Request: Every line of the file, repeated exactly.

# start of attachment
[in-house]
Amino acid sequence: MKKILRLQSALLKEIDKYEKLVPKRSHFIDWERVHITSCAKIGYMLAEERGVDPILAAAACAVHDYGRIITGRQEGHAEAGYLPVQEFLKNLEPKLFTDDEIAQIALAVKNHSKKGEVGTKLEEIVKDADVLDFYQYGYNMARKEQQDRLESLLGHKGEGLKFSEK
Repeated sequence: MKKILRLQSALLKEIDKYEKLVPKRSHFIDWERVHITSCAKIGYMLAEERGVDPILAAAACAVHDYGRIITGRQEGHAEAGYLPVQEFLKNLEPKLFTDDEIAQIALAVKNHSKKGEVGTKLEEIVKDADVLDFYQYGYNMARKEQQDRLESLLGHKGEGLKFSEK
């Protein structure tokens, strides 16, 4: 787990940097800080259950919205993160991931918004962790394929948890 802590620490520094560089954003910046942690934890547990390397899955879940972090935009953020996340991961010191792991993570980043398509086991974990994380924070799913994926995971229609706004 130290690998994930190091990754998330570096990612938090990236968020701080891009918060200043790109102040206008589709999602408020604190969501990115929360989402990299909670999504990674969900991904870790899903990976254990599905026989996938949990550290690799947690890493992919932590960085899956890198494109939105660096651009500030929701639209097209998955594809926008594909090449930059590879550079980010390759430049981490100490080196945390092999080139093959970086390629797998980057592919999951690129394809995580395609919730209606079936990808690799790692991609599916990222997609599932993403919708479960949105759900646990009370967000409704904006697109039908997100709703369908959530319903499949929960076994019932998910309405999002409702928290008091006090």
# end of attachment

[in-house]
Amino acid sequence: MKKILRLQSALLKEIDKYEKLVPKRSHFIDWERVHITSCAKIGYMLAEERGVDPILAAAACAVHDYGRIITGRQEGHAEAGYLPVQEFLKNLEPKLFTDDEIAQIALAVKNHSKKGEVGTKLEEIVKDADVLDFYQYGYNMARKEQQDRLESLLGHKGEGLKFSEK
Repeated sequence: MKKILRLQSALLKEIDKYEKLVPKRSHFIDWERVHITSCAKIGYMLAEERGVDPILAAAACAVHDYGRIITGRQEGHAEAGYLPVQEFLKNLEPKLFTDDEIAQIALAVKNHSKKGEVGTKLEEIVKDADVLDFYQYGYNMARKEQQDRLESLLGHKGEGLKFSEK
């Protein structure tokens, strides 16, 4: 787990940097800080259950919205993160991931918004962790394929948890 802590620490520094560089954003910046942690934890547990390397899955879940972090935009953020996340991961010191792991993570980043398509086991974990994380924070799913994926995971229609706004 130290690998994930190091990754998330570096990612938090990236968020701080891009918060200043790109102040206008589709999602408020604190969501990115929360989402990299909670999504990674969900991904870790899903990976254990599905026989996938949990550290690799947690890493992919932590960085899956890198494109939105660096651009500030929701639209097209998955594809926008594909090449930059590879550079980010390759430049981490100490080196945390092999080139093959970086390629797998980057592919999951690129394809995580395609919730209606079936990808690799790692991609599916990222997609599932993403919708479960949105759900646990009370967000409704904006697109039908997100709703369908959530319903499949929960076994019932998910309405999002409702928290008091006090």